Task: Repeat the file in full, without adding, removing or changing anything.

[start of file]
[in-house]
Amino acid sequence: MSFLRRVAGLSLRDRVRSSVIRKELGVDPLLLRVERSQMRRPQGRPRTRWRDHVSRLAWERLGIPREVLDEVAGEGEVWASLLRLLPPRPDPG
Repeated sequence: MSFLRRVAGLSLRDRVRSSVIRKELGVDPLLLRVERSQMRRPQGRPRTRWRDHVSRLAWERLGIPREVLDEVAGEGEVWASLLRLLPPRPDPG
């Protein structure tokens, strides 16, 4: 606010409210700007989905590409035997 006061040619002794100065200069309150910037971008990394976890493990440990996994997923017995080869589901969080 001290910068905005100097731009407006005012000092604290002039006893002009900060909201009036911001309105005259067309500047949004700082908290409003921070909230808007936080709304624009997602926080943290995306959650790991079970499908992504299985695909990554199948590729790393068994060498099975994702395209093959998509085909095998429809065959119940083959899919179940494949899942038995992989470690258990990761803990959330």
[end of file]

[in-house]
Amino acid sequence: MSFLRRVAGLSLRDRVRSSVIRKELGVDPLLLRVERSQMRRPQGRPRTRWRDHVSRLAWERLGIPREVLDEVAGEGEVWASLLRLLPPRPDPG
Repeated sequence: MSFLRRVAGLSLRDRVRSSVIRKELGVDPLLLRVERSQMRRPQGRPRTRWRDHVSRLAWERLGIPREVLDEVAGEGEVWASLLRLLPPRPDPG
């Protein structure tokens, strides 16, 4: 606010409210700007989905590409035997 006061040619002794100065200069309150910037971008990394976890493990440990996994997923017995080869589901969080 001290910068905005100097731009407006005012000092604290002039006893002009900060909201009036911001309105005259067309500047949004700082908290409003921070909230808007936080709304624009997602926080943290995306959650790991079970499908992504299985695909990554199948590729790393068994060498099975994702395209093959998509085909095998429809065959119940083959899919179940494949899942038995992989470690258990990761803990959330």